Thread: E-> ?

  1. #1
    Registered User
    Join Date
    Jun 2008

    E-> ?

    I'm trying to understand what's going on in a certain program I need to use (not actually sure if it's written in C or C++). I haven't worked with C/C++ before, but I picked up a manual and can follow most of what's going. What I'm confused about:

    fprintf(E->filed[13], "%6d/n", E->lmesh.nno);

    so the only part of the above statement that I don't understand is this E-> , could anyone give me an idea as to what's going on here or at least tell me what this is called so I can look it up in my manual?

    Thanks in advance!

  2. #2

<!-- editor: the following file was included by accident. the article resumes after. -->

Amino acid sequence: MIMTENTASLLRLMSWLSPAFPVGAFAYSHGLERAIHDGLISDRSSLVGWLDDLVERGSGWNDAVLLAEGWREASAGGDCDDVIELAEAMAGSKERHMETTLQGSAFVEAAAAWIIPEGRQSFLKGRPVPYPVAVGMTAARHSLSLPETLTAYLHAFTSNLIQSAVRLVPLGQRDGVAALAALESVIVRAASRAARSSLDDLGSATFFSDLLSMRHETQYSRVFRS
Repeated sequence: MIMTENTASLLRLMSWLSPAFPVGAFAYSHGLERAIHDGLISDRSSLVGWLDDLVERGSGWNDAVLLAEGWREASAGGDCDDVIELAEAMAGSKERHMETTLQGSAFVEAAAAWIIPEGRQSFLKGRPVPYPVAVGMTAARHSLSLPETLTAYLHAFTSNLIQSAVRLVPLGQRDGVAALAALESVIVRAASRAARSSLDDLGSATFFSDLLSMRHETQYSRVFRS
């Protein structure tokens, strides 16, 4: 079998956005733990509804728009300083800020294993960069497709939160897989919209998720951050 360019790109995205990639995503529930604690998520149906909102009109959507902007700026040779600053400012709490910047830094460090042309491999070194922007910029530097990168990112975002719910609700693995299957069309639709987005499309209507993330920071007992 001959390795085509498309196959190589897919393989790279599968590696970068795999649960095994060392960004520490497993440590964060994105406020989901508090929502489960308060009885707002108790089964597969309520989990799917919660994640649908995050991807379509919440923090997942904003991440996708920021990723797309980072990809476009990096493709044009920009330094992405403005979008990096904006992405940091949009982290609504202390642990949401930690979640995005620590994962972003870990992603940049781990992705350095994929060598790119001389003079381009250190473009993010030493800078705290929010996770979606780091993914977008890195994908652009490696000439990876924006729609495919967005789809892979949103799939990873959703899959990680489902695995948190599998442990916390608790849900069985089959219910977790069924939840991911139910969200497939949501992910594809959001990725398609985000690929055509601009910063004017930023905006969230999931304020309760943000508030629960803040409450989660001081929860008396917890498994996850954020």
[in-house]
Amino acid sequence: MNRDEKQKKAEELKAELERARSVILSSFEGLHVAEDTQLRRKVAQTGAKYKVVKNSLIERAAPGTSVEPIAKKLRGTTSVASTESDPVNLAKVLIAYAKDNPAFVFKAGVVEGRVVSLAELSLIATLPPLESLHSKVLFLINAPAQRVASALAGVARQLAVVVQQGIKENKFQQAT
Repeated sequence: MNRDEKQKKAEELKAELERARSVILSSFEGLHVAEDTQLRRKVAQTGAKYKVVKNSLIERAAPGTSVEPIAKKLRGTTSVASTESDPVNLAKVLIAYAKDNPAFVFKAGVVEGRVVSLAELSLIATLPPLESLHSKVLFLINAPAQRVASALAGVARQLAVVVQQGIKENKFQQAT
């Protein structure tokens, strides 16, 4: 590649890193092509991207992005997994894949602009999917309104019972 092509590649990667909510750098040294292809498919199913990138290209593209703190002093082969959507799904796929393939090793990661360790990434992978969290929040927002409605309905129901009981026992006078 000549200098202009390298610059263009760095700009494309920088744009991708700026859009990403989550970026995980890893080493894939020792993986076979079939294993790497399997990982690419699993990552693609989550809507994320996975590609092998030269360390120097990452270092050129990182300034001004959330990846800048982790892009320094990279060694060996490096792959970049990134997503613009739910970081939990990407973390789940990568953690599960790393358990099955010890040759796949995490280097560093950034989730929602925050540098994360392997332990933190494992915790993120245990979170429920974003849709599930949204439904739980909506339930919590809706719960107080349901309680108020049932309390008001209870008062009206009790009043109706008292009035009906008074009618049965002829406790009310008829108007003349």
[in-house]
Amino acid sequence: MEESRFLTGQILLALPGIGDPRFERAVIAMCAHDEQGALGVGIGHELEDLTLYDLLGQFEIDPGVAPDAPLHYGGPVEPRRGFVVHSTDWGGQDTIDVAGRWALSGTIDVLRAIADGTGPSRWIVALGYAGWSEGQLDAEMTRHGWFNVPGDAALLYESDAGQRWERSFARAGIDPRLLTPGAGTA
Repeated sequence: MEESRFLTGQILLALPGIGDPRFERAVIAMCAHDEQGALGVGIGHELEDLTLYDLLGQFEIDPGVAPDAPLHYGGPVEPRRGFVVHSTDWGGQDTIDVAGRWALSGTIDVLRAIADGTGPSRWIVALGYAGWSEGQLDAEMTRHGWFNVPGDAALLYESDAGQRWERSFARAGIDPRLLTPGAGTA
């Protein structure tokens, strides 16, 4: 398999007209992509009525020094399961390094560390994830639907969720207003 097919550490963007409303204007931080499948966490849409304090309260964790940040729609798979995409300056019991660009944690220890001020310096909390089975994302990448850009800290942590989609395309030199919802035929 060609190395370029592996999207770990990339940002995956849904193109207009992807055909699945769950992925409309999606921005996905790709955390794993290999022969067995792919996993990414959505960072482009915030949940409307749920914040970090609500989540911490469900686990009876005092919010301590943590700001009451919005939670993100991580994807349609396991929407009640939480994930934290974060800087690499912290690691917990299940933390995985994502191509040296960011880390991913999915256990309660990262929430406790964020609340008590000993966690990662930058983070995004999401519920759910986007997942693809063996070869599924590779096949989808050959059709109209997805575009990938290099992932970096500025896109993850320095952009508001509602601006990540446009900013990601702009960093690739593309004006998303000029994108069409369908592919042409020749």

Join Date
    Oct 2007
    Inside my computer
    E is the variable, which is a pointer.
    And the "->" syntax is the a shortcut for "(*var)."
    So it's the same as writing (*E).filed[13].
    Quote Originally Posted by Adak View Post
    io.h certainly IS included in some modern compilers. It is no longer part of the standard for C, but it is nevertheless, included in the very latest Pelles C versions.
    Quote Originally Posted by Salem View Post
    You mean it's included as a crutch to help ancient programmers limp along without them having to relearn too much.

    Outside of your DOS world, your header file is meaningless.

  3. #3
    Registered User
    Join Date
    Jun 2008

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